Grover opens his heart and tells Brad the tale of his own walk toward suicide. “Suicide is not a rehearsal. Death is final. You pull that trigger and there’s no rewind, man. You will have thrown away your whole life in one split second mistake,” Grover tells Brad. He tells Brad that when he was a cop in Chicago, he was negotiating with a man who was holding his two-year-old hostage, but the guy killed himself and his own child while on the phone with Grover.

Grover blamed himself for both deaths–especially that of the child– and found himself drinking too much to ease the pain, and one day when his wife and kids are out of the house, he takes his gun and attempts to try and shoot himself in the heart. But Will unexpectedly comes home and Grover’s plans are interrupted. His tearful yet honest confession– causes Brad to give Grover his gun. Grover promises Brad that he is not alone, just like Grover realized when Will inadvertently stopped him from ending his life.

While Grover has always been tormented about what happened in Chicago with the death of the little boy and his brush with suicide, it was one of the reasons he decided to pack up the Grover family and bring them to Hawaiʻi. It may have been a dark time in his past, but it eventually led him to Five-0.   

Grover’s career
It seems as if Grover certainly enjoys his career with Five-0– especially after what happened in Chicago, and the aftermath of his accusing his former Chicago PD partner Clay Maxwell (Mykelti Williamson) of murdering his wife Diane (Kim Wayans). In season six Grover decided to take his investigation into his own hands. He returned to Chicago, in “ʻUmia Ka Hanu” (“Hold the Breath”), to confront Clay and get his confession. While many fans thought the episode went overboard with its brutality, Grover does it to find justice for Diane and to save Clay’s girlfriend LeAnn (Jonell Kennedy) from the same fate.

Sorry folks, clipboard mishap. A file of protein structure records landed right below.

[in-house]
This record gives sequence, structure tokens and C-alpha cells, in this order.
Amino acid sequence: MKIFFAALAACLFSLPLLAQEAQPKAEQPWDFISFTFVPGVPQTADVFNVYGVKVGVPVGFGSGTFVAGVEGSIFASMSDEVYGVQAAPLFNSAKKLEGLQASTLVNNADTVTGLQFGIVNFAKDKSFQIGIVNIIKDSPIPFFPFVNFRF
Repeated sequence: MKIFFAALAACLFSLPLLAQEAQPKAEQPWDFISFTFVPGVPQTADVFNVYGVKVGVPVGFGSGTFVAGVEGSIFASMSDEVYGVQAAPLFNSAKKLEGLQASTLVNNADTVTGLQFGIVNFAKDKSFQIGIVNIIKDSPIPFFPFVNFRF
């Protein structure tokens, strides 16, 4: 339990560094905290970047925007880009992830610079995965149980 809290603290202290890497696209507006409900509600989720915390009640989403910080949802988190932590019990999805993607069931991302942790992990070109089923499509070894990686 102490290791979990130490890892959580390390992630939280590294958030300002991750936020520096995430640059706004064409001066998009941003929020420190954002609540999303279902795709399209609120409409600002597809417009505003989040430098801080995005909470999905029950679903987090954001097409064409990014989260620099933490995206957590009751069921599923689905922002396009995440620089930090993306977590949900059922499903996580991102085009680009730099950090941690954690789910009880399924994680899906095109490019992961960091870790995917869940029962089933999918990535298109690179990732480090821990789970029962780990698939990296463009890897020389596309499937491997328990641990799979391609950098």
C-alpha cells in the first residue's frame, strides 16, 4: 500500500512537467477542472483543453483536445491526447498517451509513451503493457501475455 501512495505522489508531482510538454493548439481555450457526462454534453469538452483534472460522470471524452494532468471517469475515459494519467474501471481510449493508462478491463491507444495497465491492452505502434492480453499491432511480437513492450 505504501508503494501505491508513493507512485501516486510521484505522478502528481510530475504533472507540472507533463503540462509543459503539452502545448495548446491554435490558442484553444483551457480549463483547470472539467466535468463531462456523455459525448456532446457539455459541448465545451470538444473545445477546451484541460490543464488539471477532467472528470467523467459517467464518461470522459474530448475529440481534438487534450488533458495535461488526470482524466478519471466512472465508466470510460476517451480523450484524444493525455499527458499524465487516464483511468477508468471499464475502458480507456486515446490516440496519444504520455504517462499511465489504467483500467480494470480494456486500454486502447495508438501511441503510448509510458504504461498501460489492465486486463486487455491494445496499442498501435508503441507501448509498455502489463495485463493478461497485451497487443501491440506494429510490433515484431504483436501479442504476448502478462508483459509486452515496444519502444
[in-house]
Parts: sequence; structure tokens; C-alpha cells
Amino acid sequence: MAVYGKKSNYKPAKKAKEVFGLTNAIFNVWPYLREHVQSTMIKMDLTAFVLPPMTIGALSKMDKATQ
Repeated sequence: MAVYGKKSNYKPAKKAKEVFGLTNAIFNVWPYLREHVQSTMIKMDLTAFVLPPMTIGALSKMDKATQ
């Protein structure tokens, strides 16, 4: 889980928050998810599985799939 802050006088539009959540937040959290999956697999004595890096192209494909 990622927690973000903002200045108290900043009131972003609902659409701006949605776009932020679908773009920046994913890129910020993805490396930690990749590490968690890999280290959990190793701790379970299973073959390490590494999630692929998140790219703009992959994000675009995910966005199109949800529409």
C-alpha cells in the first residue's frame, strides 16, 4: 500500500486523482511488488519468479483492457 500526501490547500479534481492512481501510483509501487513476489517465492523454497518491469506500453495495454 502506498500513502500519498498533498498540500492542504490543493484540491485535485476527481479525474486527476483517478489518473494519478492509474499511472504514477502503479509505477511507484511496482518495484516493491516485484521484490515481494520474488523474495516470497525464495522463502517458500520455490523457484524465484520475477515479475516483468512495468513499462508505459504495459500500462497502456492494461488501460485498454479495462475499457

But his old city (which ironically is where the actor got his nickname from– he was born and raised in Chicago) doesn’t support his investigation into his old partner, so finding evidence to convict Clay of Diane’s murder is difficult to find. But while Clay is in prison, he organizes a hit on Grover and his family and it is his Five-0 friends who save him. If nothing else, it does solidify that he belongs in Hawaiʻi with McGarrett and Five-0.  

Yet it wasn’t until season eight that Grover finally got the evidence to convict Clay in “Kama’oma’o, ka ‘aina huli hana” (“At Kama’oma’o, The Land of Activities”). Grover is called to Florida to meet death row inmate Sebastian Wake (James Frain), who has requested to have Grover witness his execution. When Grover visits Wake to try and find out how he possibly knows him– Wake promises to give him the evidence that would prove Clay Maxwell killed his wife. But Grover can only get the evidence– if he will ask the warden to delay Wake’s execution.

Grover fails to get it delayed and leaves to head back to Hawaiʻi, frustrated by the fact that he was so close to perhaps proving Clay’s guilt.  But as he is leaving the prison, a guard gives him a note that Wake left for him. It is a map that leads Grover to a box of mini audio tapes. The tapes are recordings of Wake’s conversations with Clay and all the evidence Grover needs to prove he had been right about Clay killing his wife.

Grover’s first call is to McGarrett, tears streaming down his face, telling his friend: “We got him.” While it was Grover’s tenacity that moved them to catch Clay, he knows that without the help of McGarrett and his Five-0 ʻohana, that moment of triumph would not be worth shedding any tears.

Wendie Burbridge is a published author, playwright, and teacher. Follow her on Twitter and Instagram

Comments (2)

By participating in online discussions you acknowledge that you have agreed to the Terms of Service. An insightful discussion of ideas and viewpoints is encouraged, but comments must be civil and in good taste, with no personal attacks. If your comments are inappropriate, you may be banned from posting. Report comments if you believe they do not follow our guidelines.

Having trouble with comments? Learn more here.

Click here to see our full coverage of the coronavirus outbreak. Submit your coronavirus news tip.

Be the first to know
Get web push notifications from Star-Advertiser when the next breaking story happens — it's FREE! You just need a supported web browser.
Subscribe for this feature

Scroll Up